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The Royal Scots Greys Monument
The Royal Scots Grays Monument is the work of William Birnie Rhind (1853-1933), dedicated to the memory of the famous Scottish Dragoon Regiment that existed in the years 1707-1971. It is the most famous and revered Scottish military formation. Colonel The Royal Scots Grays was the last Tsar Nicholas II Romanov, who gladly showed up in a red jacket worn by Scottish dragons.
The name Royal Scots Grays is associated with the ointment of horses, which were originally only gray (gray). This tradition dates back to the 17th century and was maintained in the following centuries. When the regiment arrived in France in 1914, an order was given to paint the horses dark brown so that they were less conspicuous and more difficult to identify.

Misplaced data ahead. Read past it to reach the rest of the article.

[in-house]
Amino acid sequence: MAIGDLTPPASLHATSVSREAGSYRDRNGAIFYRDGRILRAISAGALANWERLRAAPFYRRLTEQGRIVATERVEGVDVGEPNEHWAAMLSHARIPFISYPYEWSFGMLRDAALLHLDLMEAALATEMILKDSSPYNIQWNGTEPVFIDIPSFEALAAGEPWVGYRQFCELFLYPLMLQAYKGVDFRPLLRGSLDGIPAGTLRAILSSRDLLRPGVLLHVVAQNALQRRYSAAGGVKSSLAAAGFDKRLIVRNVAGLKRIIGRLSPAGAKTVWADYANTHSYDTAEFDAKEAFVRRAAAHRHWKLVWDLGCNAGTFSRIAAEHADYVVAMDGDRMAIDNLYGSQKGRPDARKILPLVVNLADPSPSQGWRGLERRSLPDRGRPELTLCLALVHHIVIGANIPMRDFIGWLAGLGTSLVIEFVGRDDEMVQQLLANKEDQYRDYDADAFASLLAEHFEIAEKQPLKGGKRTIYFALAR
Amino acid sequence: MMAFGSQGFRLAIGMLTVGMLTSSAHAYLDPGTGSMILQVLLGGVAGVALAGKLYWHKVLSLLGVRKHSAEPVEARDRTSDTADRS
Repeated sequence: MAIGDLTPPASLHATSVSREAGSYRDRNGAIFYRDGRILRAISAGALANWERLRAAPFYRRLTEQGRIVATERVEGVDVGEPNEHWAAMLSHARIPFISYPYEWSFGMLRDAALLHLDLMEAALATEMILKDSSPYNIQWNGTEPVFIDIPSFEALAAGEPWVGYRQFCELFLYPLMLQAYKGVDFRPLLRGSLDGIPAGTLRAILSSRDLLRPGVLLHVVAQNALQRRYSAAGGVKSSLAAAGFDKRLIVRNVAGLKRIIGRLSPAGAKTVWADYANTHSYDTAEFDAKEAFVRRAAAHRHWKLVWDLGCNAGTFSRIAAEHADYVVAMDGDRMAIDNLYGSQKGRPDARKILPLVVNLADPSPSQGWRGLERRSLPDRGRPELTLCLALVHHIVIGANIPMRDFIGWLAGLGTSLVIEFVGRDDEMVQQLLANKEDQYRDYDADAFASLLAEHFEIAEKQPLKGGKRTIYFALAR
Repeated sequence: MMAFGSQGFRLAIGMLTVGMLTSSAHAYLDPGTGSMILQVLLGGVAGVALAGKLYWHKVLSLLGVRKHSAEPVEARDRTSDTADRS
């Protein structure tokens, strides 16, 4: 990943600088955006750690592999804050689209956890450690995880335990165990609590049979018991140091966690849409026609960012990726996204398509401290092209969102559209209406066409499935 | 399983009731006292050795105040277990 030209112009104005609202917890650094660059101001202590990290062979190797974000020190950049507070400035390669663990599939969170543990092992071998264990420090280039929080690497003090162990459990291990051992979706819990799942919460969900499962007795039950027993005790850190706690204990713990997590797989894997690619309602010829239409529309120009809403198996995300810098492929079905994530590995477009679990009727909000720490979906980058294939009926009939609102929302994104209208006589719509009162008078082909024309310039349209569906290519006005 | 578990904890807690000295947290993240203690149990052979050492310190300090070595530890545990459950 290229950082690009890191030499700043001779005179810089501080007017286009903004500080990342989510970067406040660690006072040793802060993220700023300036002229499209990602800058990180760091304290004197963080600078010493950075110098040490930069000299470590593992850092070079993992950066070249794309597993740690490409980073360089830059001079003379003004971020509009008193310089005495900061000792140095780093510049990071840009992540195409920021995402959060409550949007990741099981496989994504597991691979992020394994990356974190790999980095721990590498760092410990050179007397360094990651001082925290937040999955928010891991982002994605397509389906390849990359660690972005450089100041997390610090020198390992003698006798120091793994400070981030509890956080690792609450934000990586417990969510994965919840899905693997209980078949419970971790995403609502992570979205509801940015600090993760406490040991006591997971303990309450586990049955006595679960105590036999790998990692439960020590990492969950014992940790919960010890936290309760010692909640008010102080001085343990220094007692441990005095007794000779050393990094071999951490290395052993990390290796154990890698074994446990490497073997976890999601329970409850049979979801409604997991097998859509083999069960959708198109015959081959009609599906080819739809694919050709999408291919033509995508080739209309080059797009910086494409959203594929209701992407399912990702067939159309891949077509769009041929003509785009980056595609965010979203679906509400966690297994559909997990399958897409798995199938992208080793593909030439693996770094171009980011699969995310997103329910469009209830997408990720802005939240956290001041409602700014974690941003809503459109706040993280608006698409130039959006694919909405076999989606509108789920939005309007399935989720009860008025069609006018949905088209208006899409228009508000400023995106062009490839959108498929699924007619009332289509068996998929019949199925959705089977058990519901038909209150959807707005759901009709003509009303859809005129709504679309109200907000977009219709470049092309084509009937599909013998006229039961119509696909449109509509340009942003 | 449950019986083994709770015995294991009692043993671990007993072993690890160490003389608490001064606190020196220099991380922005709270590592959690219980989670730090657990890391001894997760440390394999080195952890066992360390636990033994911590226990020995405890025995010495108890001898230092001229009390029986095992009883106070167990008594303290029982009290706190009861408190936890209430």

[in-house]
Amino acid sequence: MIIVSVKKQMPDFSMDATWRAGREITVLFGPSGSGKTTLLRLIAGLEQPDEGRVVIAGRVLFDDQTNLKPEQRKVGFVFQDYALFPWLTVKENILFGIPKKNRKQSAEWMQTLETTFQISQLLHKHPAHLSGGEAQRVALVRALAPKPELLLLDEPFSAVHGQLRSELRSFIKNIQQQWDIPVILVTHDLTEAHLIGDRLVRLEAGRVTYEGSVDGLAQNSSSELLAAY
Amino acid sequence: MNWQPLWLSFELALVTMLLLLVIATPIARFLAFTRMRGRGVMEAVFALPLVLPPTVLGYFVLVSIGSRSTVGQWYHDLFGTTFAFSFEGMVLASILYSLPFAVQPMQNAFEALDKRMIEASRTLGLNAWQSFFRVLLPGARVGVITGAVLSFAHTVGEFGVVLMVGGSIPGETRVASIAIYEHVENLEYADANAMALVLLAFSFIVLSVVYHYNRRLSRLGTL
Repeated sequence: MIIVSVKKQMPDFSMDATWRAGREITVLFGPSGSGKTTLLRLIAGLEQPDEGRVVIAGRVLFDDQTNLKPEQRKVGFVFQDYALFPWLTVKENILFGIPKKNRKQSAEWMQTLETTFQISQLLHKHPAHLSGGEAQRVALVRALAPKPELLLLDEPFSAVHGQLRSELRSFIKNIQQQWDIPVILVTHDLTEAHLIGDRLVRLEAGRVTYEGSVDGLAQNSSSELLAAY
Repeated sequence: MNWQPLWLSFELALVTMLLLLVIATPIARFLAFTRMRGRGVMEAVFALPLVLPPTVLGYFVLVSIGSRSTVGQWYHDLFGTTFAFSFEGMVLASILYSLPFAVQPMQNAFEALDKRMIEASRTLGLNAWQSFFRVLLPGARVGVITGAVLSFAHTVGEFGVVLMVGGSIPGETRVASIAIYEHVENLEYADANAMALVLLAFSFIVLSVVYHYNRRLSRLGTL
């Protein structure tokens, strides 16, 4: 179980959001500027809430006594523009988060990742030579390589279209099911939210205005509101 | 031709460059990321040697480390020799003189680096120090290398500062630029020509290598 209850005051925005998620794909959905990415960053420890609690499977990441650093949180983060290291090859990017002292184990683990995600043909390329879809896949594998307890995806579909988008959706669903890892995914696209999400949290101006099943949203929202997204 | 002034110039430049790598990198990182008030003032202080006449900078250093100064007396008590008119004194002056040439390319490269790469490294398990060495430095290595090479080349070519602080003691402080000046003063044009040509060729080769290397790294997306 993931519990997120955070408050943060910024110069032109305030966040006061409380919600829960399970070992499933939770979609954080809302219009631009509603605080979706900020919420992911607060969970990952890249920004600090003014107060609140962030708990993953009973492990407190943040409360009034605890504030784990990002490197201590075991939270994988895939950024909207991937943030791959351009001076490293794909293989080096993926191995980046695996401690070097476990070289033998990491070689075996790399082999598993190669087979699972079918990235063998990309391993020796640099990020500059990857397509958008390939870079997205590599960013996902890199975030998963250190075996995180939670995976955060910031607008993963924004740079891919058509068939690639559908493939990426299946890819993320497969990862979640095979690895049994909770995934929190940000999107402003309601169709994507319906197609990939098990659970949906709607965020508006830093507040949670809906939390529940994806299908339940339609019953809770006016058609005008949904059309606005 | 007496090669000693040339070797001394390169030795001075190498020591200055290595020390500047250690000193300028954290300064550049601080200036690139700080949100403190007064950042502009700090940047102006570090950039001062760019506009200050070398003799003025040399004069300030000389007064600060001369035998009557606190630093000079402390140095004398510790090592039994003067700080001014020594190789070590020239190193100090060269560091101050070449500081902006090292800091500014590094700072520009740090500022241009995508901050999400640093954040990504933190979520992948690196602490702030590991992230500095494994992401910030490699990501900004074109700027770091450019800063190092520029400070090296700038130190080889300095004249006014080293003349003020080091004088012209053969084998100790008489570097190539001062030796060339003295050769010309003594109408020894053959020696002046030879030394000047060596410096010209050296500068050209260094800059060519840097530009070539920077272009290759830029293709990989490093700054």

In World War II, the cavalry no longer had any military significance - it was replaced by mechanized units. Scottish dragoons switched to tanks and armored personnel carriers, keeping the former motto of the formation: Nemo Me Impune Lacessit (Nobody attacks me with impunity).